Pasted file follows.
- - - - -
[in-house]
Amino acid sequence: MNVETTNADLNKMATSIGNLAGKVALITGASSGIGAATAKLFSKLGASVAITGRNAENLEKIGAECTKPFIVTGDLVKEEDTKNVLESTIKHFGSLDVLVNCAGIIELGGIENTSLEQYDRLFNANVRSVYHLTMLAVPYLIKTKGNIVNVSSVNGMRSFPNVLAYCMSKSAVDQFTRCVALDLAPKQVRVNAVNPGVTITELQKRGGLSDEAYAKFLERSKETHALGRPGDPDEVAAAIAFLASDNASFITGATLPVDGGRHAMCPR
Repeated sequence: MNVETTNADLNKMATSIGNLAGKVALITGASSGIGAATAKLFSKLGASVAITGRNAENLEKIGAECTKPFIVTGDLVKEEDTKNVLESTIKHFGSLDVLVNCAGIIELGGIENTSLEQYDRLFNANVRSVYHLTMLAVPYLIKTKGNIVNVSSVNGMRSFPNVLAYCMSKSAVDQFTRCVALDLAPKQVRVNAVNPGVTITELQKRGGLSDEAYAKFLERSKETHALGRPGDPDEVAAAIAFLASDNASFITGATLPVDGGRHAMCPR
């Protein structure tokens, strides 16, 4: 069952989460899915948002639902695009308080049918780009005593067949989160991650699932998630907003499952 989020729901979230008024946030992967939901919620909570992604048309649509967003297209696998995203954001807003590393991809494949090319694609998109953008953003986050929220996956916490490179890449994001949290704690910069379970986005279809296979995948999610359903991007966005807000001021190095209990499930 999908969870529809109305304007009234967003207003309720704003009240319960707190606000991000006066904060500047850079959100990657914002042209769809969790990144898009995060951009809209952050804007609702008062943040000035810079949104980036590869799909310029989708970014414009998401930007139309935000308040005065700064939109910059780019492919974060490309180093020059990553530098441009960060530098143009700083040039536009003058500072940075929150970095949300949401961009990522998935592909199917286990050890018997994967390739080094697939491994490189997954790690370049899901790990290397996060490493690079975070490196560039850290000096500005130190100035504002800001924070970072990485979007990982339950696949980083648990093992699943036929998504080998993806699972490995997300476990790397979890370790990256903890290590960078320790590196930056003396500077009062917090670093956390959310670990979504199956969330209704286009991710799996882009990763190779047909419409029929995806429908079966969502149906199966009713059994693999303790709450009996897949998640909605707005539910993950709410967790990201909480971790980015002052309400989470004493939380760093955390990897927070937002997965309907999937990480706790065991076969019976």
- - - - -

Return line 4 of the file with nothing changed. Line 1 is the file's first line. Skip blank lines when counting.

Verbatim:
């Protein structure tokens, strides 16, 4: 069952989460899915948002639902695009308080049918780009005593067949989160991650699932998630907003499952 989020729901979230008024946030992967939901919620909570992604048309649509967003297209696998995203954001807003590393991809494949090319694609998109953008953003986050929220996956916490490179890449994001949290704690910069379970986005279809296979995948999610359903991007966005807000001021190095209990499930 999908969870529809109305304007009234967003207003309720704003009240319960707190606000991000006066904060500047850079959100990657914002042209769809969790990144898009995060951009809209952050804007609702008062943040000035810079949104980036590869799909310029989708970014414009998401930007139309935000308040005065700064939109910059780019492919974060490309180093020059990553530098441009960060530098143009700083040039536009003058500072940075929150970095949300949401961009990522998935592909199917286990050890018997994967390739080094697939491994490189997954790690370049899901790990290397996060490493690079975070490196560039850290000096500005130190100035504002800001924070970072990485979007990982339950696949980083648990093992699943036929998504080998993806699972490995997300476990790397979890370790990256903890290590960078320790590196930056003396500077009062917090670093956390959310670990979504199956969330209704286009991710799996882009990763190779047909419409029929995806429908079966969502149906199966009713059994693999303790709450009996897949998640909605707005539910993950709410967790990201909480971790980015002052309400989470004493939380760093955390990897927070937002997965309907999937990480706790065991076969019976």